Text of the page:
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Declining bee population serves as detriment to crops

Wednesday, February 2, 2011

Colony collapse disorder, a global phenomenon that sees the world's population of honeybees tapering, runs the risk of harming crop production.
Colony collapse disorder, a global phenomenon that sees the world's population of honeybees tapering, runs the risk of harming crop production.

The population of honeybees, which fulfill the vital task of pollinating about one-third of the globe's agricultural production, is declining, throwing into danger farmers' profitability, a leading agricultural bank reports.

Colony collapse disorder, as the reduction is known, impacts staples such as cocoa, coffee, apples, almonds and pears, according to Bloomberg. The scourge is widespread and not particular to any one region of the world.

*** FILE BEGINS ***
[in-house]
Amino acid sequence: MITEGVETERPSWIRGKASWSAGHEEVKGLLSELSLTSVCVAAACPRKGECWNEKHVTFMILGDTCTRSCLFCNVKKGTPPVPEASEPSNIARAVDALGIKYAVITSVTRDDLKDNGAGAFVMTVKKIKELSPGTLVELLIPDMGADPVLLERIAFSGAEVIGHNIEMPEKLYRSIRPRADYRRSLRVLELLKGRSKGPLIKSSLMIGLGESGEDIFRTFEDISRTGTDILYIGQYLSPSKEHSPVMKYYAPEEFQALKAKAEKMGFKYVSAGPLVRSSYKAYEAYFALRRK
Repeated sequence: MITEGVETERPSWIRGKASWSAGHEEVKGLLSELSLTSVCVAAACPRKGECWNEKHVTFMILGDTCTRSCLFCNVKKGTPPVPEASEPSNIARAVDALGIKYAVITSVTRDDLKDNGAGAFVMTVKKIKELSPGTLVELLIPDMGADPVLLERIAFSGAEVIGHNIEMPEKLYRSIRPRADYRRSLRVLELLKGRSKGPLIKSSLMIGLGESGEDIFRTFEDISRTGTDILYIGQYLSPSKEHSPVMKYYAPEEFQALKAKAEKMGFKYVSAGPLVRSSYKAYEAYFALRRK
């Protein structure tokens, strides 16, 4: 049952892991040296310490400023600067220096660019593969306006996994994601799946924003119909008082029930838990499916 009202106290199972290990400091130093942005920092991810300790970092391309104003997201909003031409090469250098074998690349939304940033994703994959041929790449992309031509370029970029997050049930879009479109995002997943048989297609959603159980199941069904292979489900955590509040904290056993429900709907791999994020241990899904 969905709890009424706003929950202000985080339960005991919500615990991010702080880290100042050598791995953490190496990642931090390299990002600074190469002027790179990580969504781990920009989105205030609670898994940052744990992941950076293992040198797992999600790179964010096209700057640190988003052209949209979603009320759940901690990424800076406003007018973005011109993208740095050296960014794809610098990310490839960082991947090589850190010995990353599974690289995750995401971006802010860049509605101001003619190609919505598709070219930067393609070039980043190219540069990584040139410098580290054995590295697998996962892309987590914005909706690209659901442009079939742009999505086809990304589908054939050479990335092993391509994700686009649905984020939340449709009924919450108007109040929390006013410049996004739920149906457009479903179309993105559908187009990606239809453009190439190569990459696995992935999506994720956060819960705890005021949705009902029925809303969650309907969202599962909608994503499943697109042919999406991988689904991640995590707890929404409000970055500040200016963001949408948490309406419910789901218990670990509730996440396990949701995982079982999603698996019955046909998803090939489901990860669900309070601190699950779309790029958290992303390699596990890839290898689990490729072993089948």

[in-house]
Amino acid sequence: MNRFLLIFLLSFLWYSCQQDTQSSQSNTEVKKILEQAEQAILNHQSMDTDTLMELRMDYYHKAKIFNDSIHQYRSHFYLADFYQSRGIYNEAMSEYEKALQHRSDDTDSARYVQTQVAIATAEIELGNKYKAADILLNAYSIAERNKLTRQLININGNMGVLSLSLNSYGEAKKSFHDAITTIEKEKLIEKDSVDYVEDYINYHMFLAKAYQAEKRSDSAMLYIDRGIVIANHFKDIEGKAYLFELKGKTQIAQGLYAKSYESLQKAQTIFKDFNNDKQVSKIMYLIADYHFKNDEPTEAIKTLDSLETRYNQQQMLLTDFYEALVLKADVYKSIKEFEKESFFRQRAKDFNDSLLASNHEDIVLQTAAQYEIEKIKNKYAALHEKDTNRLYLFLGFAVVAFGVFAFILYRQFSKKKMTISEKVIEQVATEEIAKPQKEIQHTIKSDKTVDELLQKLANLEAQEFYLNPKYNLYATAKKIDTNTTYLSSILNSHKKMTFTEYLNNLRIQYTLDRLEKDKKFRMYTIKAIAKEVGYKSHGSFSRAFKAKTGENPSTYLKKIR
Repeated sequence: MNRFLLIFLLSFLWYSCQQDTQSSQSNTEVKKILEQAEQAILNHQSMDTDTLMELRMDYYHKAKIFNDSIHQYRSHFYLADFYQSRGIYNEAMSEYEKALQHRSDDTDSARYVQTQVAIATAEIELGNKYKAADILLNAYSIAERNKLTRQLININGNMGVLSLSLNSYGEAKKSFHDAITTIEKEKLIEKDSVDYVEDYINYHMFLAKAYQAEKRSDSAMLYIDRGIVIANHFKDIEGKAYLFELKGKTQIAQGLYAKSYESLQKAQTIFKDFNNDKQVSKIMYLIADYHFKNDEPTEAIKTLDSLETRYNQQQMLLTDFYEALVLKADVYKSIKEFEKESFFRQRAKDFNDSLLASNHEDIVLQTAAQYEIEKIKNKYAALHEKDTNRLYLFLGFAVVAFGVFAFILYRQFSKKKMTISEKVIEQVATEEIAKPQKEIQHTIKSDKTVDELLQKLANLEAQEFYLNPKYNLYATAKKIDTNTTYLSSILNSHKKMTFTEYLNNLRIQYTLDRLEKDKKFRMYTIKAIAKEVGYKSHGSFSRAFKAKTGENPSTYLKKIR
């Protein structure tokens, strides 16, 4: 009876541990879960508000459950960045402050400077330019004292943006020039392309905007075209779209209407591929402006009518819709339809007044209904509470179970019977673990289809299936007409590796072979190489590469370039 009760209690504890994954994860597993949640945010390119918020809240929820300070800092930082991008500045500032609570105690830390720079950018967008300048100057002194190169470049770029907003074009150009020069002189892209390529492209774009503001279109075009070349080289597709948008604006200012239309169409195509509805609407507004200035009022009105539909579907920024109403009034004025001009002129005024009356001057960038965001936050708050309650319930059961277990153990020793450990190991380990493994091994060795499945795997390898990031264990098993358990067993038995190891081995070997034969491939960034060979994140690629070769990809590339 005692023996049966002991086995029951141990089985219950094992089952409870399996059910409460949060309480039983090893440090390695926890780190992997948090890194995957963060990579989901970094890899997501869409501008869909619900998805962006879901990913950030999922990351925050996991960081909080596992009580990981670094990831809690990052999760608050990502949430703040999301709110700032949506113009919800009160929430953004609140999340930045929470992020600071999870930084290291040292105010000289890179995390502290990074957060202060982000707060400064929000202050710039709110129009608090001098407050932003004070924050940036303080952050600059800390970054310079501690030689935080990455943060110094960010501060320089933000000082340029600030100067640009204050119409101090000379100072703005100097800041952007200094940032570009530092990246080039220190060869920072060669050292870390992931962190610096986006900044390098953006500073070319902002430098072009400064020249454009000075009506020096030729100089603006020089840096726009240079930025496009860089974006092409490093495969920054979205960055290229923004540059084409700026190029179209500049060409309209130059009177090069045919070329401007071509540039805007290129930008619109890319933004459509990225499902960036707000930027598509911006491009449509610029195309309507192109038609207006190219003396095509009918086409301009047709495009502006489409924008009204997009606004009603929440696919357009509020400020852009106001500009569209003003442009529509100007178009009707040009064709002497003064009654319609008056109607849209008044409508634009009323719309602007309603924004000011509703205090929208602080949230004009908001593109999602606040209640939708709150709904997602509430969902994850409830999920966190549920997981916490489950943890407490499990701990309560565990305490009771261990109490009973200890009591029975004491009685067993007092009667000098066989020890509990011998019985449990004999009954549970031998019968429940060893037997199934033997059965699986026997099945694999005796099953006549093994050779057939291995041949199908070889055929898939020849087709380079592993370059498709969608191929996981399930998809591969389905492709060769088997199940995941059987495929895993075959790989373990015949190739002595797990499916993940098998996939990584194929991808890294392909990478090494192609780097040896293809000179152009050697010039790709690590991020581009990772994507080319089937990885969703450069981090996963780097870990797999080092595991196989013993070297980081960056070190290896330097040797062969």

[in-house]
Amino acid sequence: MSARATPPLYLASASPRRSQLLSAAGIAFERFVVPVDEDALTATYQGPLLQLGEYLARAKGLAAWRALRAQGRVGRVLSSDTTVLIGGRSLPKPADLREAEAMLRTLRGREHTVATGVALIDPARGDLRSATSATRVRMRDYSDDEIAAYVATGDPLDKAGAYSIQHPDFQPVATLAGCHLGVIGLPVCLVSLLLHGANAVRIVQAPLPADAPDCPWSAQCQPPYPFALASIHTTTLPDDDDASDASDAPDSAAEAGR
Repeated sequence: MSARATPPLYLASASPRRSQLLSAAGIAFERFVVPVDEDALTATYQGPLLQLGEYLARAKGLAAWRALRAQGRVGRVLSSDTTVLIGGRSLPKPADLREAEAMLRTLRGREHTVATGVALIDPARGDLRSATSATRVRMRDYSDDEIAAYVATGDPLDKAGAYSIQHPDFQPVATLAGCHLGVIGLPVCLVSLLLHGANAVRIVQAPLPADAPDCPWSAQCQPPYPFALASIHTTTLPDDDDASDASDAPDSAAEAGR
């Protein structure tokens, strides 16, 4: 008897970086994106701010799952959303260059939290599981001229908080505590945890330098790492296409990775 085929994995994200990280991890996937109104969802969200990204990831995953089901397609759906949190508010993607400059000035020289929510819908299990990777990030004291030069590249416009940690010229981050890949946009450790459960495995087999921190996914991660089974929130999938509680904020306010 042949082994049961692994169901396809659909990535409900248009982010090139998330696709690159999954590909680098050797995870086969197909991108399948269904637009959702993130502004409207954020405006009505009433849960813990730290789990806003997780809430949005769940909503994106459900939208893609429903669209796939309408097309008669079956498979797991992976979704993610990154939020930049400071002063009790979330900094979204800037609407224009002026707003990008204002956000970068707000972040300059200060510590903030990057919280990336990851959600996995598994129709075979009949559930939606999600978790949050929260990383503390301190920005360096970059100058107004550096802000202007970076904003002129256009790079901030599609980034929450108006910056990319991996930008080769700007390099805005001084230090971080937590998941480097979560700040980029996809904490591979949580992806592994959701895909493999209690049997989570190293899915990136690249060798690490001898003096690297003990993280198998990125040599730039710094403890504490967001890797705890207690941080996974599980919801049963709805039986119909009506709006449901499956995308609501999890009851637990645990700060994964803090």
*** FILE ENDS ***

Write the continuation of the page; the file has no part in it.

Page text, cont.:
"Although problems have been the worst in Europe and the U.S., inexplicable losses are also being witnessed in Asia, South America and the Middle East," according to the report by Rabobank analyst Ruben Verwijs.

The honeybee population reduced as much as 35 percent per year from 2006 through 2010, which is significantly higher than the typical 10 percent death rate, the report states. Causes of the harmful disorder could be inbreeding, malnutrition and the deployment of pesticides that have a more potent strength.

"A further decline in honeybee numbers could cause a pollination shortage," according to the report. "In a more extreme scenario, farmers might not be able to grow some crops profitably."